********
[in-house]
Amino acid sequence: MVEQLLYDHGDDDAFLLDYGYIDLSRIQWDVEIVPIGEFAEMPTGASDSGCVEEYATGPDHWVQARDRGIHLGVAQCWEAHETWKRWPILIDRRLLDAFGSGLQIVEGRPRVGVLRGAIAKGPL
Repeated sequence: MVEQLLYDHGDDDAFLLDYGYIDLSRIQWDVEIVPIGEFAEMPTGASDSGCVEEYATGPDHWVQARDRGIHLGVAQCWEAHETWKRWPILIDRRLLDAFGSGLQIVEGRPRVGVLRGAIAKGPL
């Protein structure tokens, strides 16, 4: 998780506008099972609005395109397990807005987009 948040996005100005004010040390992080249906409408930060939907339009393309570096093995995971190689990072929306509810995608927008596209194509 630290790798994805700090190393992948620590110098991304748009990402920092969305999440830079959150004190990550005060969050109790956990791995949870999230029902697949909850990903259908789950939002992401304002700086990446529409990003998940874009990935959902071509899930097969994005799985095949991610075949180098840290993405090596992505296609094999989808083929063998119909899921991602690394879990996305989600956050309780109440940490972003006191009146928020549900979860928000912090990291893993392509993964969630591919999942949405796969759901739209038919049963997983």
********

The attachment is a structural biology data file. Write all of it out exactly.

[in-house]
Amino acid sequence: MVEQLLYDHGDDDAFLLDYGYIDLSRIQWDVEIVPIGEFAEMPTGASDSGCVEEYATGPDHWVQARDRGIHLGVAQCWEAHETWKRWPILIDRRLLDAFGSGLQIVEGRPRVGVLRGAIAKGPL
Repeated sequence: MVEQLLYDHGDDDAFLLDYGYIDLSRIQWDVEIVPIGEFAEMPTGASDSGCVEEYATGPDHWVQARDRGIHLGVAQCWEAHETWKRWPILIDRRLLDAFGSGLQIVEGRPRVGVLRGAIAKGPL
């Protein structure tokens, strides 16, 4: 998780506008099972609005395109397990807005987009 948040996005100005004010040390992080249906409408930060939907339009393309570096093995995971190689990072929306509810995608927008596209194509 630290790798994805700090190393992948620590110098991304748009990402920092969305999440830079959150004190990550005060969050109790956990791995949870999230029902697949909850990903259908789950939002992401304002700086990446529409990003998940874009990935959902071509899930097969994005799985095949991610075949180098840290993405090596992505296609094999989808083929063998119909899921991602690394879990996305989600956050309780109440940490972003006191009146928020549900979860928000912090990291893993392509993964969630591919999942949405796969759901739209038919049963997983």